Publication Date: 28 April 2015
Format: Paperback, 448 pgs
I've seen this book around when it was first released and the title has definitely piqued my curiosity. Most of the reviews I've read then gave this book a good rating, which further intrigued me but since their thoughts on the storyline are vague, I've no idea what it is all about except the notion that I should read it.
So here I am, with the finished book in hand and my mind is filled with thoughts I didn't know how to say it with eloquence except that "this is a book I wouldn't have picked up in the first place but glad that I did" kind of phrase. If you are a regular reader to my blog, you'd know that science fiction and zombies aren't my thing. I do watch movies of these themes though, but they are not really my kind of reading materials. It is a good thing I didn't know anything about this when I started reading this, otherwise I'd have missed out a good thriller.
Set in post-apocalypse England, the nation is plagued by a mutant strain of a killing fungus, and scientists are working on a cure by experimenting on a group of zombified children. Unlike their peers outside the laboratory base, these groups of "children" actually retain emotions and they even behave human-like, with intelligence and all.
Now what set this theme from the others is the well-constructed characters, in particularly to Melanie as well as the bonds she has had with her "teacher", Miss Helen Justineau. While there are actions and all the horrifying stuff when it comes to such theme, what makes this different and a compelling read is how emotionally touching it is. It is not a story that will warm your heart, no doubt, but yet the humanity behind it says everything about all. Melanie, the lead character of this story, is one extraordinary girl despite who she is.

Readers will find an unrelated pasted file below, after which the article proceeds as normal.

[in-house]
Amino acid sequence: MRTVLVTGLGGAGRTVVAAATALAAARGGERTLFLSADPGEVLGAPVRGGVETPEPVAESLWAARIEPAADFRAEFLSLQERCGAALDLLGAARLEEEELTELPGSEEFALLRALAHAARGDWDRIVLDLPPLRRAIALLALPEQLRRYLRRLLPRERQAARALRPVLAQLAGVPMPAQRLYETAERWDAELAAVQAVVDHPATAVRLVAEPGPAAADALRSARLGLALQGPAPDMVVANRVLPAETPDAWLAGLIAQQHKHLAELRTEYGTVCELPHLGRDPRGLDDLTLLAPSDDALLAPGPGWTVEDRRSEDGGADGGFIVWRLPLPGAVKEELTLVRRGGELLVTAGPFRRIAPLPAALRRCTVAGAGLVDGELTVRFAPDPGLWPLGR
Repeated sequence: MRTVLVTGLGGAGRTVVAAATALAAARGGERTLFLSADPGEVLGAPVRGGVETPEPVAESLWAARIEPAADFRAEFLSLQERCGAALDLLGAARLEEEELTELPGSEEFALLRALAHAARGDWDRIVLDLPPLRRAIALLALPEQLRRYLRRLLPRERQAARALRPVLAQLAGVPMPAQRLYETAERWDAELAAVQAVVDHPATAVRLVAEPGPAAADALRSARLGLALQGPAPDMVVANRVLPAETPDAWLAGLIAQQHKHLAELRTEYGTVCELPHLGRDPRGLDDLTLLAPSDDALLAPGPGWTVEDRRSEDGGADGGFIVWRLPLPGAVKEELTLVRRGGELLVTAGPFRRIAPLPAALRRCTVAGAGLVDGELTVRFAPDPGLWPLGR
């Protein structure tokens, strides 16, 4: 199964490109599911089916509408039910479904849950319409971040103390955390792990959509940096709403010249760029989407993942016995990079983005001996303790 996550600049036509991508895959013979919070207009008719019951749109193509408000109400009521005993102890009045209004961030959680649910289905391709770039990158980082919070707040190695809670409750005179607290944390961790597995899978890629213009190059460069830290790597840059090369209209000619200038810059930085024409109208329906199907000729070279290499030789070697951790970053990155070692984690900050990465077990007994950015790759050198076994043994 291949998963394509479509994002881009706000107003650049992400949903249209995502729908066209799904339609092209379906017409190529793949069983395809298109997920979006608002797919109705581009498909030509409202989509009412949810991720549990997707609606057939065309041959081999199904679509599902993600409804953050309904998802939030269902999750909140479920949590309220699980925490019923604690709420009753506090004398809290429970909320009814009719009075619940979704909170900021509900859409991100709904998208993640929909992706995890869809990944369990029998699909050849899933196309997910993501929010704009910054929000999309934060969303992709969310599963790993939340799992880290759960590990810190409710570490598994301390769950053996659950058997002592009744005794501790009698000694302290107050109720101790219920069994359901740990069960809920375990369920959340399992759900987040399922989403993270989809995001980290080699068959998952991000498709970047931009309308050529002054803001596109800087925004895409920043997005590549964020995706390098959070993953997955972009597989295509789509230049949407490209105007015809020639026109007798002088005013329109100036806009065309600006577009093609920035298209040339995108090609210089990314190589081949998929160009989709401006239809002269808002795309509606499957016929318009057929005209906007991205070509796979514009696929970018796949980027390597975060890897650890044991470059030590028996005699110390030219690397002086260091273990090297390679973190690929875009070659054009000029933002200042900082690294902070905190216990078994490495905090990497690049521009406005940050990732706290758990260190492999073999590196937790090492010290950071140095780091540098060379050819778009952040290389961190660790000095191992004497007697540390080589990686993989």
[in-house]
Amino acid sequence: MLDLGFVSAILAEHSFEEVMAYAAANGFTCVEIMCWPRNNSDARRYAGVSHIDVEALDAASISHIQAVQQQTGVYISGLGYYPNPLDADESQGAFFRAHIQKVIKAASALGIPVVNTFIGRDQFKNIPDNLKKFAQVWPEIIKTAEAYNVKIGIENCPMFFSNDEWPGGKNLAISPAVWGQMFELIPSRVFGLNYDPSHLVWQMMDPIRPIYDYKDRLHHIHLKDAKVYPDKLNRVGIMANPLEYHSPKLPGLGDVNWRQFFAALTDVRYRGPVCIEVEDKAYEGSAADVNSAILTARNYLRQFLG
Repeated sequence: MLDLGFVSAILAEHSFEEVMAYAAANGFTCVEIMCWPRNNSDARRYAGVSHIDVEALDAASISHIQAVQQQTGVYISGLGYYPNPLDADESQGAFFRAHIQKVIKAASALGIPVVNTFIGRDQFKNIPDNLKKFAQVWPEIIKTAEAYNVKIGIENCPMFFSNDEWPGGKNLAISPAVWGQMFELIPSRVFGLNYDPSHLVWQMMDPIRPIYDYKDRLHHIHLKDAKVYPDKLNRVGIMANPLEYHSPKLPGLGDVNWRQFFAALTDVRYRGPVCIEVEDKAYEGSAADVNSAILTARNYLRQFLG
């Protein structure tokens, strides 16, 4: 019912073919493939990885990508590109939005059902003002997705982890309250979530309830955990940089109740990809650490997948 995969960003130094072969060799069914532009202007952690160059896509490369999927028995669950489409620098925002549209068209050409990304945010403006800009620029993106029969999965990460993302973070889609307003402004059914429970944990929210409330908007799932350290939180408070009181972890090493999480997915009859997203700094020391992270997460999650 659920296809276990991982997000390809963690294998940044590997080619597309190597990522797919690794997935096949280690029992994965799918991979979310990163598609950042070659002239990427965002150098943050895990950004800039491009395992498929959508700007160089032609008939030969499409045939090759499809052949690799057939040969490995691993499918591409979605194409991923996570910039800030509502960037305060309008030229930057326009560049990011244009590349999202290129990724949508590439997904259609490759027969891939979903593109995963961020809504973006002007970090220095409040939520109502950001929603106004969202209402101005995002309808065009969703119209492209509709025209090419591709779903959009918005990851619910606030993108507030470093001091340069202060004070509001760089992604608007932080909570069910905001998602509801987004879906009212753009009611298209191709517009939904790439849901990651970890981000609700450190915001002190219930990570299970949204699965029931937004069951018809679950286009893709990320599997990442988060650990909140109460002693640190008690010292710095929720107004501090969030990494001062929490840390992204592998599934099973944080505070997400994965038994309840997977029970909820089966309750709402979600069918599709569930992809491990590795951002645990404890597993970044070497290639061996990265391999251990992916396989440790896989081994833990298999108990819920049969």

Miss Justineau is another character who shines in this story. She has clearly demonstrates the true meaning of compassion and benevolence, thus she makes a great heroine in my opinion. I loved reading the bond she has with Melanie; it being so simple and pure. Other characters such as Sergeant Parks, Dr Caldwell and Private Gallagher also play a significant role in this mayhem, thus making this a character-driven story as well.
I've more to say about this book but I think it'd be better if you read it and find out yourself. And oh... there's a film adaptation of this novel starring Gemma Arterton, Paddy Considine and Glenn Close, and to be directed by Colm McCarthy (best known for his work on Sherlock, Peaky Blinders and Doctor Who.) It's due to shoot in the UK in May 2015 according to the publisher's site. I know I'd be waiting in line when the film releases.